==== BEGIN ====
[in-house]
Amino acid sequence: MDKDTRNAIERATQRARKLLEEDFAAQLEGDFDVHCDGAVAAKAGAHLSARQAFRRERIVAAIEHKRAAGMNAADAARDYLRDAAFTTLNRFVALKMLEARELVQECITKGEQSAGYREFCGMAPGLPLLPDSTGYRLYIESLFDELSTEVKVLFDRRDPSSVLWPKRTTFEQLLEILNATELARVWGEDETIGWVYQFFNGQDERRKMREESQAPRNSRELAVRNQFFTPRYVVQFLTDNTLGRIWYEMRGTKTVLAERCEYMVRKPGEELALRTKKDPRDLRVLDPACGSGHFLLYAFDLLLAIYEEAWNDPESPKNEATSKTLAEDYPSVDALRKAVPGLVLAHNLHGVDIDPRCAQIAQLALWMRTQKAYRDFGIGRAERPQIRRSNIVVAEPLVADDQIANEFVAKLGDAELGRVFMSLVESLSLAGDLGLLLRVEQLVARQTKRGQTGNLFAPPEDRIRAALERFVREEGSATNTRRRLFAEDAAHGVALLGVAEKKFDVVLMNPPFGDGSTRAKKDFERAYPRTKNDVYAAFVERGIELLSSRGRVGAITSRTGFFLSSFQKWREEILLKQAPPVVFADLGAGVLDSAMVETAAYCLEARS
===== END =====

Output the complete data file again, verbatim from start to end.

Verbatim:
[in-house]
Amino acid sequence: MDKDTRNAIERATQRARKLLEEDFAAQLEGDFDVHCDGAVAAKAGAHLSARQAFRRERIVAAIEHKRAAGMNAADAARDYLRDAAFTTLNRFVALKMLEARELVQECITKGEQSAGYREFCGMAPGLPLLPDSTGYRLYIESLFDELSTEVKVLFDRRDPSSVLWPKRTTFEQLLEILNATELARVWGEDETIGWVYQFFNGQDERRKMREESQAPRNSRELAVRNQFFTPRYVVQFLTDNTLGRIWYEMRGTKTVLAERCEYMVRKPGEELALRTKKDPRDLRVLDPACGSGHFLLYAFDLLLAIYEEAWNDPESPKNEATSKTLAEDYPSVDALRKAVPGLVLAHNLHGVDIDPRCAQIAQLALWMRTQKAYRDFGIGRAERPQIRRSNIVVAEPLVADDQIANEFVAKLGDAELGRVFMSLVESLSLAGDLGLLLRVEQLVARQTKRGQTGNLFAPPEDRIRAALERFVREEGSATNTRRRLFAEDAAHGVALLGVAEKKFDVVLMNPPFGDGSTRAKKDFERAYPRTKNDVYAAFVERGIELLSSRGRVGAITSRTGFFLSSFQKWREEILLKQAPPVVFADLGAGVLDSAMVETAAYCLEARS